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Title: Simulation and analysis of wave-structure interactions
Author: Fashanu Udofe, Peter Taiwo
Awarding Body: University of Newcastle Upon Tyne
Current Institution: University of Newcastle upon Tyne
Date of Award: 2011
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Today, it is widely recognized that Computational Fluid Dynamics (CFD) methodologies should be used for the analysis of Engineering systems and that design and method of simulation must be practical and realistic to provide cost effective solutions. The recent development in CFD of Engineering Structures has led to the adoption of the Eulerian and Lagrangian concepts of numerical analysis. Although the importance of these concepts cannot be overemphasised in offshore structures hydrodynamics, thus the choice of a concept to define the flow field surrounding a structure is one of the fundamental problems identifiable with marine hydrodynamics, especially where non linear effects become paramount. A narrow focus and use of a concept not adaptable to the ship hydrodynamic problem cannot guarantee the development of a good CFD code. Traditional approaches using the Eulerian and Lagrangian concepts have progressed relatively in the last three decades with the continuous rise in computer development. Smooth Particle Hydrodynamics (SPH), Volume of Fluid Method (VOF), Boundary Integral Method are but a few methods that have been widely used in recent applications. However when a detailed description, evaluation and analysis of the flow field is required in a ship hydrodynamics problem, some of these methods fall short of expectation when they have to strictly adhere to some given assumptions to make the computational analysis stable and provide results. In the use of Eulerian and Lagrangian concepts in fluid dynamics, mathematical skill is an essential requirement for solving flow problems. Modeling methods require discretization of the flow field equations which can be linear and non linear, depending on the parameters for simulation. The understanding of mathematical principles such as Partial differential equations, Fourier transforms and integrals, Integral calculus, Complex Analysis, Matrices, Vectors, Greens Function, Bessel Function, etc are necessary for solving the various equations of fluid motion when calculating the properties of the flow field associated with the hydrodynamic problem. Solution techniques which have the attributes of providing stability, consistency, convergence and accuracy are part of the mathematical requirements for a valid algorithm. Moving Particle Semi - Implicit Method is a computational method for incompressible fluid flow problems. MPS is a lagrangian particle method with robust capability for numerical representation. Particle interaction models representing differential operators in the Navier Stokes equation are proposed for divergence, gradient and laplacian. Boundary interfaces are transformed to interactions between particles. Computational difficulties associated with Eulerian methods such as numerical diffusion and regriding due to fragmentation and large deformations can be overcome with MPS method. This study addresses in detail the MPS method as a computational tool for wave - structure interactions. Investigation of both laboratory and numerical experiments associated with Wave - Structure Interactions were the primary focus of this study with the Development of a 2-dimensional MPS Simulation and Analysis of Wedge Water entries code, and Green Water flow simulation and effects on FPSO deck structure. Computational codes were developed for the prediction of deck flow and wave loads on the deck structure using the Navier Stokes equations. An experimental study was carried out at the Newcastle University Marine Laboratory in order to understand the detailed nature of green sea physics. Green Sea effects were measured on a model FPSO. Empirical relations and data obtained from the experiment were used in the numerical prediction code to obtain the deck flow pattern and validate the wave loads on the deck structure using the MPS method. The experiment on merit was necessary to test the capability of the hydrodynamics facility and provide understanding of the underlying principles surrounding the green water phenomena.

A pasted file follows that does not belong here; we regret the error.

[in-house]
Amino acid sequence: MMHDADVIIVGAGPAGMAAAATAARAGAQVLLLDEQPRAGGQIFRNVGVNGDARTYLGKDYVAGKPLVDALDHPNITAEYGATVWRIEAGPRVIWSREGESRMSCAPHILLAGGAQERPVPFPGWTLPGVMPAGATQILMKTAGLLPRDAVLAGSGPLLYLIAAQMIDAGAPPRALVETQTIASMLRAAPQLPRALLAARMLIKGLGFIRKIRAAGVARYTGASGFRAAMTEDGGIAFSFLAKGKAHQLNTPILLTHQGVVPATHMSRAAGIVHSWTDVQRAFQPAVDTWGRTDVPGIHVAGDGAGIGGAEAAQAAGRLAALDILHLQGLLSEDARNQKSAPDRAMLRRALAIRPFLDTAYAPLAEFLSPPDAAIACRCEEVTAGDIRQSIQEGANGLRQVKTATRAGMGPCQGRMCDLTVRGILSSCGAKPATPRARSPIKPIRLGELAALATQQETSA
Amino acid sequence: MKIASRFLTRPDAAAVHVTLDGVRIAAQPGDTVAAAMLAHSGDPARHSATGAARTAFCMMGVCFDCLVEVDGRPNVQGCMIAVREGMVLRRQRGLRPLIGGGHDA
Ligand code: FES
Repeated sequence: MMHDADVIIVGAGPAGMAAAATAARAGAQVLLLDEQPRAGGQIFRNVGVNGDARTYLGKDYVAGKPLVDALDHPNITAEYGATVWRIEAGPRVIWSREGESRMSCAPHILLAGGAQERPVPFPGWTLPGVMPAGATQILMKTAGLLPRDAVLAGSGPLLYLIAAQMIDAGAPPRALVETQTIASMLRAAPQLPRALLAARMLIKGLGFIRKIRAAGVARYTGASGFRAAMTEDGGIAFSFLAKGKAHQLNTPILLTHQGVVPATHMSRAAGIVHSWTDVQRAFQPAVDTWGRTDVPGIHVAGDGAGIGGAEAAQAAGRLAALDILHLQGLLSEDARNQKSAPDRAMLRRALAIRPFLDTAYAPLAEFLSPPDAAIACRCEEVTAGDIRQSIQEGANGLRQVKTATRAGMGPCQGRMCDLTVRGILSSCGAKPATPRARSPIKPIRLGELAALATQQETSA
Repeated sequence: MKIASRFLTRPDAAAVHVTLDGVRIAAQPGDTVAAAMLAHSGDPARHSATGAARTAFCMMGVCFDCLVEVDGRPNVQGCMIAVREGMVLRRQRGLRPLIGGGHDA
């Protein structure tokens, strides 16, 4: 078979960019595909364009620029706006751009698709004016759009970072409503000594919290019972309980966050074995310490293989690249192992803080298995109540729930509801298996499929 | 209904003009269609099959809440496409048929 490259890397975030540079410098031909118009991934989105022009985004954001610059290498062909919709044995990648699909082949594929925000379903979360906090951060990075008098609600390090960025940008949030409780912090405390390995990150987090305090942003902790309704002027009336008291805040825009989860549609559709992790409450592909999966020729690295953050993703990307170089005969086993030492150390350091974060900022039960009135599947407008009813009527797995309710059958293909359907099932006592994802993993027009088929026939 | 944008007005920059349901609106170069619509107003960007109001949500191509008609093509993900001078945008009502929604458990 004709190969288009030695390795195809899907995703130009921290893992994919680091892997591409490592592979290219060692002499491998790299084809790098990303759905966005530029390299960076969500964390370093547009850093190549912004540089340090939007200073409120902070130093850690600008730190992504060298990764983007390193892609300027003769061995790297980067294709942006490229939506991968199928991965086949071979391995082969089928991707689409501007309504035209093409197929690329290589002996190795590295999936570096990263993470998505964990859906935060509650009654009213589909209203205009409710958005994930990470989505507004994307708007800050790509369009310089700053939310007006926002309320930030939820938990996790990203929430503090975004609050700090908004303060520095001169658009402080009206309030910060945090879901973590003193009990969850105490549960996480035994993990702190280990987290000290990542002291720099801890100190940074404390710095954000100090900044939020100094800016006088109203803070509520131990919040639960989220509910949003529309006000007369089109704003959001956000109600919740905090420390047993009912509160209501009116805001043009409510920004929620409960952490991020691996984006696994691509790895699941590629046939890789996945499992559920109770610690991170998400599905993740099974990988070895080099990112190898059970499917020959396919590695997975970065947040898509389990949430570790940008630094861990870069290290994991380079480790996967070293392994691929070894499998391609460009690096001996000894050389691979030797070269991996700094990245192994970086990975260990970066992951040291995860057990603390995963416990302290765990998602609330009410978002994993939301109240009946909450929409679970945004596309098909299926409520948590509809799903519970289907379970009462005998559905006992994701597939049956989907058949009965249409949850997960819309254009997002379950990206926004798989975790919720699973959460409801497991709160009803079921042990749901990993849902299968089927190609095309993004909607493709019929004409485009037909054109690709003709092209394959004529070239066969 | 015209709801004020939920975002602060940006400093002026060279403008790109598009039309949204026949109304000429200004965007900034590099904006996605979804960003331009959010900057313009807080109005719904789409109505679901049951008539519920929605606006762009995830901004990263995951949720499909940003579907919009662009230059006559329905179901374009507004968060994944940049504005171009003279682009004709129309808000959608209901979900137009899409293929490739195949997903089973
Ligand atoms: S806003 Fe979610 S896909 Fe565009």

Supervisor: Not available Sponsor: Not available
Qualification Name: Thesis (Ph.D.) Qualification Level: Doctoral
EThOS ID:  DOI: Not available